Exchange traded funds continue to increase in number and popularity, growing to one of the most commonly traded securities on the stock exchange as both institutional and the average retail investor gain greater access to broad or specialized market exposure. Yet many individuals are unfamiliar with ETFs’ inner workings. In this ongoing series, we hope to address your questions and help shed light on the investment vehicle. [What is an ETF? — Part 19: 529 Savings Plans]
With all the major investment strategies and styles covered, ETF providers have expanded their product lines to include alternative investment strategies, such as the long/short strategy previously limited to large hedge funds. [Market-Neutral ETF Targets Sector Rotation Strategy]
The typical long/short fund uses derivatives, leverage and short positions in an attempt to maximize returns for any market condition. [Leveraged/Inverse ETFs]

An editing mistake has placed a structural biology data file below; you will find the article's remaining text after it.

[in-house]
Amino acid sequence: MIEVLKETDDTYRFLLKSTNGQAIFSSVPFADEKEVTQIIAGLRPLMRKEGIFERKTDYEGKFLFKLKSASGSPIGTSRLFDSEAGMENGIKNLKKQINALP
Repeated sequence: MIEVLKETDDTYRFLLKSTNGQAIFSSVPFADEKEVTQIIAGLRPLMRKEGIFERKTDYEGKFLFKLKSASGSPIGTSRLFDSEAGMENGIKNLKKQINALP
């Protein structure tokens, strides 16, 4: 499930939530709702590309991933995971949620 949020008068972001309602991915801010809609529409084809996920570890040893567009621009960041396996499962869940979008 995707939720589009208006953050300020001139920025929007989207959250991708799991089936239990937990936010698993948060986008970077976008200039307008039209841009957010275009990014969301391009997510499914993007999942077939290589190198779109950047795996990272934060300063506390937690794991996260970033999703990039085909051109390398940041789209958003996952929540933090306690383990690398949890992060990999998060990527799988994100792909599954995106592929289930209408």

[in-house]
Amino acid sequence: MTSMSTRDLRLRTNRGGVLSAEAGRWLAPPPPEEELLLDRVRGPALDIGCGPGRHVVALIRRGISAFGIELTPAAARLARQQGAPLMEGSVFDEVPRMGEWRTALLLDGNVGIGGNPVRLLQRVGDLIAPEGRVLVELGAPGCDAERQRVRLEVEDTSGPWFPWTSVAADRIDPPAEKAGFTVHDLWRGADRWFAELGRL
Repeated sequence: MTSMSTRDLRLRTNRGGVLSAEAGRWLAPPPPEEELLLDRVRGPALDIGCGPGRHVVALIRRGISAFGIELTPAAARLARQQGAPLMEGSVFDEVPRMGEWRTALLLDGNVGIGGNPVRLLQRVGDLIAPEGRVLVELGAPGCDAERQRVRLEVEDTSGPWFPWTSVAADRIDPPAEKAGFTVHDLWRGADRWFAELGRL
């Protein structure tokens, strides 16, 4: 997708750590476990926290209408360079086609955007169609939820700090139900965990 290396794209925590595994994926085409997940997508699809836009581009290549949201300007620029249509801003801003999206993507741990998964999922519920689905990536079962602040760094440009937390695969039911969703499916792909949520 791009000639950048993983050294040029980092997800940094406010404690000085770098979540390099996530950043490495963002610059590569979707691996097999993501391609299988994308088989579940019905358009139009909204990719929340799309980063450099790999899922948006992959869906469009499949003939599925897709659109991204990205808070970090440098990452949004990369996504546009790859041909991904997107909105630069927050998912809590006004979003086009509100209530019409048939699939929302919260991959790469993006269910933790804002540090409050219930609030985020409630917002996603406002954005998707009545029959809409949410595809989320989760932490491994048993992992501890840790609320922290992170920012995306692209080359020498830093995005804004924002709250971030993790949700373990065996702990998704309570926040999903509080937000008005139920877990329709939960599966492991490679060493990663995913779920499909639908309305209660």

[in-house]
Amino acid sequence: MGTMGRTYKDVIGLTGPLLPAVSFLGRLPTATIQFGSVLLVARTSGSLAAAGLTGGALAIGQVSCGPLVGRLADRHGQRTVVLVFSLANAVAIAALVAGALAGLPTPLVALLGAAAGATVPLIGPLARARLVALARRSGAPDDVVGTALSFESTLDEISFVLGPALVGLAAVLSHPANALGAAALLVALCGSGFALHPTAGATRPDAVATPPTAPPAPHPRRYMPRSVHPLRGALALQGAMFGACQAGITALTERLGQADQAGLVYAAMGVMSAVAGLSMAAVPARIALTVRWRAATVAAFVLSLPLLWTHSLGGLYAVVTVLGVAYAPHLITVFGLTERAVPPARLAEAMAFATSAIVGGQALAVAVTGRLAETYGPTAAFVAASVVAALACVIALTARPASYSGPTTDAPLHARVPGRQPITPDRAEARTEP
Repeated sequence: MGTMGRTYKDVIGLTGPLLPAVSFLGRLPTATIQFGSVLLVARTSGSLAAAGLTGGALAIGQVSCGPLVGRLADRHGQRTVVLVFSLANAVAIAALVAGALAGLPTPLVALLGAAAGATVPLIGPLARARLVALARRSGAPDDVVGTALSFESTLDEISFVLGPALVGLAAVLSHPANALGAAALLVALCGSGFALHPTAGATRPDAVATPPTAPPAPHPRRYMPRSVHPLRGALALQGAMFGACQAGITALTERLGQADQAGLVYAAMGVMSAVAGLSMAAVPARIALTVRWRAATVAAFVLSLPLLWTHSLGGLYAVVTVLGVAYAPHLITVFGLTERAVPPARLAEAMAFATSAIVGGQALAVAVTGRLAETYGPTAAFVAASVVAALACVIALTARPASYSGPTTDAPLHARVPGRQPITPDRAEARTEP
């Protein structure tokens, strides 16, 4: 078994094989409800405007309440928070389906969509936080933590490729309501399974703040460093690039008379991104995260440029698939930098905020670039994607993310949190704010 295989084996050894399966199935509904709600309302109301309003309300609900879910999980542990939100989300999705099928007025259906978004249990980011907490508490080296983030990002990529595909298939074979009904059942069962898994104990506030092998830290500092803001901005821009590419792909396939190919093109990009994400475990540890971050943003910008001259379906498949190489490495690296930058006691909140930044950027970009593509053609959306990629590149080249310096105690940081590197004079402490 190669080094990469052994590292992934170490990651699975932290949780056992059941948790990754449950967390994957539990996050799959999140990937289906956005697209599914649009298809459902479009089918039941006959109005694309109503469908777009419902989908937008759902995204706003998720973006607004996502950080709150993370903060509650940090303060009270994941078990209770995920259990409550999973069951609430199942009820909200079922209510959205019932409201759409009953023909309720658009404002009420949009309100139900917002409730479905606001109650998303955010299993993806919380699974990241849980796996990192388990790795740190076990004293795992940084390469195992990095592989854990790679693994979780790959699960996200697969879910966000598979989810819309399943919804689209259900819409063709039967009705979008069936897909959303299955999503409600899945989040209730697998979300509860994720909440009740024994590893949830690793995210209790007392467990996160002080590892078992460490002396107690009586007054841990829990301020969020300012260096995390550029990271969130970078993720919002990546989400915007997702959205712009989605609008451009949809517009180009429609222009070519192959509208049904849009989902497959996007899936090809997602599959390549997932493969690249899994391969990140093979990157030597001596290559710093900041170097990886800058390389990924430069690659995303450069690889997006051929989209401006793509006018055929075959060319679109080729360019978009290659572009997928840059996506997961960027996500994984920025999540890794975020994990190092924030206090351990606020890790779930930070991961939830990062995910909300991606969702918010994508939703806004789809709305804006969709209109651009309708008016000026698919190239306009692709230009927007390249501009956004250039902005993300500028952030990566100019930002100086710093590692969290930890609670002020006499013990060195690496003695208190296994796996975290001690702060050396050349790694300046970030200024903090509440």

For instance, the 130/30 strategy shorts poor performers – as the ratio implies, it will short up to 30% of the portfolio – and goes long stocks that are expected to perform. The ProShares Credit Suisse 130/30 ETF (NYSEArca: CSM) would go long 130% the attractive large-cap S&P 500 companies and goes short 30% the weaker companies, providing a 100% overall market exposure.
FactorShares and QuantShares are two notable providers that exclusively cater toward long/short ETF investor. Both companies provide funds that offer to help investors maximize profits on the spread return of going long one segment of the market and shorting another segment. [Market Neutral ETF Outperforming in 2012]
For past stories in this series, visit our “What is an ETF?” category.
Max Chen contributed to this article.
The opinions and forecasts expressed herein are solely those of Tom Lydon, and may not actually come to pass. Information on this site should not be used or construed as an offer to sell, a solicitation of an offer to buy, or a recommendation for any product.